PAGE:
Tone Fink is a well-known Austrian artist. His works range from drawings, paper objects, and elaborate artist books, to animated films and performances.2 His entire oeuvre is born out of an attitude that is life-affirming, easygoing, and active, perhaps even overactive. His aspiration is not only to do what inspiration gives rise to, but also to make a living from his art. Among Fink’s mottos are “Perfection is the refuge of the insecure” and “Only those who change remain true to themselves.”
Tone Fink grew up in the countryside. The relationships between people there were close. Everybody knew each other. His parents experienced firsthand the Second World War. As with all families, this had an effect over generations. His siblings, especially one brother, put pressure on Tone. After all, Tone was the only one who was not constantly doing physical labor, instead he was drawing and questioning everyday life. Tone decided to leave this environment as a teenager to study painting with Max Weiler in Vienna. The concept of drawing as a representation of flowing energy was emphasized in his studies. The big city made it possible for him to freely create, test his limits, and engage with the unfamiliar.
It is important to Tone Fink to be free and to not let anything curtail his creative urges; that includes being free as a body that can address its sexuality as unburdened as it can address its childhood. If necessary, he performs naked. He believes art is revolt, rebellion, and anarchy, and that it belongs to the unconscious.
When I was a student 30 years ago, I remember seeing a thin book by Fink in the library. It was full of his sayings and drawings. Back then, I was not so enthusiastic about the sexual overtones of his work, but today, I know that it was and is not his intention to shock. He sees himself as a sexual being and does not hide this trait. In his early graphics, paper functioned purely as a carrier. Later, the surface is scratched, slit, perforated, torn, folded, and sometimes pasted over. With these violated surfaces, the back of the paper might become the front of the piece. The worked paper becomes a haptic object.
I have often found a close relationship between skin and paper. Fink has red hair and freckles, with the accompanying particularly sensitive skin. I asked him about it and he reported that he had various skin ailments including abscesses during his childhood. He calls his own works Skin and Body Theater. He adds papier-mâché or strips of paper as a top layer to most of his objects. He perceives objects without this layer as unfinished.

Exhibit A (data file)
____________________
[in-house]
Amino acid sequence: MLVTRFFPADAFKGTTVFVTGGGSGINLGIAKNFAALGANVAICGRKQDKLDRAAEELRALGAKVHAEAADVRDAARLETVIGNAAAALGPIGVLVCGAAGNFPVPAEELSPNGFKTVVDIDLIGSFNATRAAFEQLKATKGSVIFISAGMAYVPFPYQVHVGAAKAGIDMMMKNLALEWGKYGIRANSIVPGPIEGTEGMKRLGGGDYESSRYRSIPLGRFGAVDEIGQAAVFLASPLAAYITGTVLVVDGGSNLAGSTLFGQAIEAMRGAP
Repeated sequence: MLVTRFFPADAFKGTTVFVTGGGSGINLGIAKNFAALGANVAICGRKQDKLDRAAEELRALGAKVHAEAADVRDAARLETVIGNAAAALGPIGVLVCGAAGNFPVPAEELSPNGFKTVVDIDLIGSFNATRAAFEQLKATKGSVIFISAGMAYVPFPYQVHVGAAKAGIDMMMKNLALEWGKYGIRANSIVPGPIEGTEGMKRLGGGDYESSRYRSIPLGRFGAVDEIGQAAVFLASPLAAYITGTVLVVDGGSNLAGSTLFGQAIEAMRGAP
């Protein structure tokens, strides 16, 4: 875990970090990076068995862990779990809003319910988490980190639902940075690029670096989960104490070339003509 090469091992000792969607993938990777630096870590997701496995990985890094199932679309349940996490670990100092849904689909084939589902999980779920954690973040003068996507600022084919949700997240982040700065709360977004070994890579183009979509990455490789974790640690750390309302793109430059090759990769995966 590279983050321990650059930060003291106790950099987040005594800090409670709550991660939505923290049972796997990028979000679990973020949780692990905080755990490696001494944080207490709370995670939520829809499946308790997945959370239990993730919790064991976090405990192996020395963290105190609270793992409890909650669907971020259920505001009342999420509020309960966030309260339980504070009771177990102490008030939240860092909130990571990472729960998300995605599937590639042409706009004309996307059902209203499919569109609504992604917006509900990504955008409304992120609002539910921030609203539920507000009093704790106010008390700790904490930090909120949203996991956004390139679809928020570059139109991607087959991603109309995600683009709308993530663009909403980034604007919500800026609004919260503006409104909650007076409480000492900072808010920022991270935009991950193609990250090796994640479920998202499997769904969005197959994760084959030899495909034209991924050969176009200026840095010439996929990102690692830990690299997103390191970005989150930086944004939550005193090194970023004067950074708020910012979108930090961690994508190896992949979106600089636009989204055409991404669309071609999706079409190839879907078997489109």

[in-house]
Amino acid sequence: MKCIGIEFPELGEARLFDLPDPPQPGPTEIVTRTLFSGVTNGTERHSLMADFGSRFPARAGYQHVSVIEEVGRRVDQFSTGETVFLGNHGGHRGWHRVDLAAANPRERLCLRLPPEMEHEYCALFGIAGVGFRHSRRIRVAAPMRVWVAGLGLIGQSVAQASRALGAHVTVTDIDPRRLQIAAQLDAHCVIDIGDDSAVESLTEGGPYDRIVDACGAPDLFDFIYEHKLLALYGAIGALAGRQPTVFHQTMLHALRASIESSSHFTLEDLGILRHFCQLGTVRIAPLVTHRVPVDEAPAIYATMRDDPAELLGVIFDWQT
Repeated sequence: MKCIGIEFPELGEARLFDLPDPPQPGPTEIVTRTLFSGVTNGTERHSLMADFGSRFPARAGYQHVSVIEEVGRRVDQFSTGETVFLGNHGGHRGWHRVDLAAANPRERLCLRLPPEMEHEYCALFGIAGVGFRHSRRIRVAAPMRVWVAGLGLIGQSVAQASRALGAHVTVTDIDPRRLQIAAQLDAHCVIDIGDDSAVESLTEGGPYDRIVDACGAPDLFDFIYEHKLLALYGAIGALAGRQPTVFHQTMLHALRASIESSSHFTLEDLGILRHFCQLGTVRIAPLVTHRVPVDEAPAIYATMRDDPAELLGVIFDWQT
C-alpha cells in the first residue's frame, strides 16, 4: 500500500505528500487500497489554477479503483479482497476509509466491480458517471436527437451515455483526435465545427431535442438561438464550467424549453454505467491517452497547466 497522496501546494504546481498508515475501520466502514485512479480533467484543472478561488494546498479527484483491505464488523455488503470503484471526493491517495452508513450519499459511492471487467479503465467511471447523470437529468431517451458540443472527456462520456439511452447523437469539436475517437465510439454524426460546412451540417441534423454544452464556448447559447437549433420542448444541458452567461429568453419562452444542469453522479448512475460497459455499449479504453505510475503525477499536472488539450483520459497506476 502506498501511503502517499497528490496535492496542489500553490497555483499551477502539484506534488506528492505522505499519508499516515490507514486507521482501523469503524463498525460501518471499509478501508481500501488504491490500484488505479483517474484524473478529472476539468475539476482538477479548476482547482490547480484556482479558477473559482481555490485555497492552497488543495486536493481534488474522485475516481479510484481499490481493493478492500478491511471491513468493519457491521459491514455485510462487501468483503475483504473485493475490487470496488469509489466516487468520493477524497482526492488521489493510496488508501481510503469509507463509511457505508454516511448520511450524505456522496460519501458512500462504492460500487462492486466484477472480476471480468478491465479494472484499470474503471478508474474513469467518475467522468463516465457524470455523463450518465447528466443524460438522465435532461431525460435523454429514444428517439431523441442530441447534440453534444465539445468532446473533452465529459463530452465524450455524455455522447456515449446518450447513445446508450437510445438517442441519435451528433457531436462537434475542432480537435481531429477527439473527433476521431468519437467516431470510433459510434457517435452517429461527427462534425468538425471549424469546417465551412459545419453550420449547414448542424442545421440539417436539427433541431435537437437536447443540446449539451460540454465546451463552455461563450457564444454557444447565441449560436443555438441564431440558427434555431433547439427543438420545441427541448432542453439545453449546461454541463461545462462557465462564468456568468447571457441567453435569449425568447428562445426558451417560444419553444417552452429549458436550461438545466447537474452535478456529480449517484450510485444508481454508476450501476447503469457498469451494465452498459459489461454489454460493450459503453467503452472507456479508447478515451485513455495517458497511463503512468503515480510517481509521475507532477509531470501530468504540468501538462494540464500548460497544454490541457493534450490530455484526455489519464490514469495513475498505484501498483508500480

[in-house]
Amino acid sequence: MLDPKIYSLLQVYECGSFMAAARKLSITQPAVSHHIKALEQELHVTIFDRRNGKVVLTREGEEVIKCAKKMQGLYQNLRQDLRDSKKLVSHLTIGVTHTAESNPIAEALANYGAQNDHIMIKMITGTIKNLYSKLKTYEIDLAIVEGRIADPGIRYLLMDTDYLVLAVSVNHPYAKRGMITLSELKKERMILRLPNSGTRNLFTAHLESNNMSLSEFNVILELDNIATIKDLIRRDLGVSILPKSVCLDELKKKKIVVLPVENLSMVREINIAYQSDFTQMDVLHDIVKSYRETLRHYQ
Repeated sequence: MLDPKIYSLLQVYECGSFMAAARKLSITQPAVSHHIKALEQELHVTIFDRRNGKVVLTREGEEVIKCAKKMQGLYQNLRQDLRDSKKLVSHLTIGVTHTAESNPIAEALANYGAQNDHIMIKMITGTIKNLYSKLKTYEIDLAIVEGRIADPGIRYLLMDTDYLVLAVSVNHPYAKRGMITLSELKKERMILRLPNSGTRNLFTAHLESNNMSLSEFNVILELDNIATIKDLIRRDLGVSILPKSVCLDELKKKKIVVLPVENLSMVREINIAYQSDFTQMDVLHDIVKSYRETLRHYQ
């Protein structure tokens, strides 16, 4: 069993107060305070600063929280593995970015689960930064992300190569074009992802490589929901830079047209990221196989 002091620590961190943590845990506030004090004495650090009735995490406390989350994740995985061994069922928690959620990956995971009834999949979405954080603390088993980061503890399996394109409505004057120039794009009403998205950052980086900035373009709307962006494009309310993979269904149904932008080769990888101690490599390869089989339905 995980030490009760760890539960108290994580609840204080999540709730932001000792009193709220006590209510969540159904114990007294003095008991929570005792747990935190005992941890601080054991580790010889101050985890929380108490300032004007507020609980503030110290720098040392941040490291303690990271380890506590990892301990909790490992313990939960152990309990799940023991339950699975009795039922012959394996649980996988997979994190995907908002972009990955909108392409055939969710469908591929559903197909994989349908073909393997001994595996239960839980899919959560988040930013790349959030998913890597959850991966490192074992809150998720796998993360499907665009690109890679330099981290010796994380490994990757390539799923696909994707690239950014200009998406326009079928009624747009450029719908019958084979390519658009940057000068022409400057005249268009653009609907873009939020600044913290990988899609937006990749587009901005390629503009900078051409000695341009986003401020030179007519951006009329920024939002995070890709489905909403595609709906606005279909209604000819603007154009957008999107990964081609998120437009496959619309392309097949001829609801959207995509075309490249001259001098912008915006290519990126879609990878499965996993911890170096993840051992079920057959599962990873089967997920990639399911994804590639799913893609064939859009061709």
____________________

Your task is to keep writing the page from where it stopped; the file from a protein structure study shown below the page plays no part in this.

Paper is common in many households and can be easily reshaped. We fold it, it gets wet, and the surface deforms; an unneeded note is crumpled and thrown into the wastepaper basket. In this way we are all daily paper performers. The transformative properties of paper can encourage receptive artists, like Fink, to create in space and to work in a process-based way. In my opinion, paper always has spatial qualities; even a sheet I take out of the computer printer is already a curved surface in space.
Humorous and ironic features make Fink’s work accessible to many exhibition visitors and collectors. After all, every visit to an exhibition opening is also an entertaining evening, and a purchase of his work brings a sense of light-heartedness into one’s own four walls. The attitude of the work is: Fight for your freedom, work hard, and don’t take yourself and the world too seriously. Fink uses word play and unusual linguistic combinations as titles of his drawings. For readers who understand German, here are some completely untranslatable examples: Brustzwergreigen, Maikäfertompteur, or Reizhorndraufgänger Weißsagunger. Fink even plays with his own name; the title of one of his exhibitions is GEH.finkelt, which in English means “cunning.”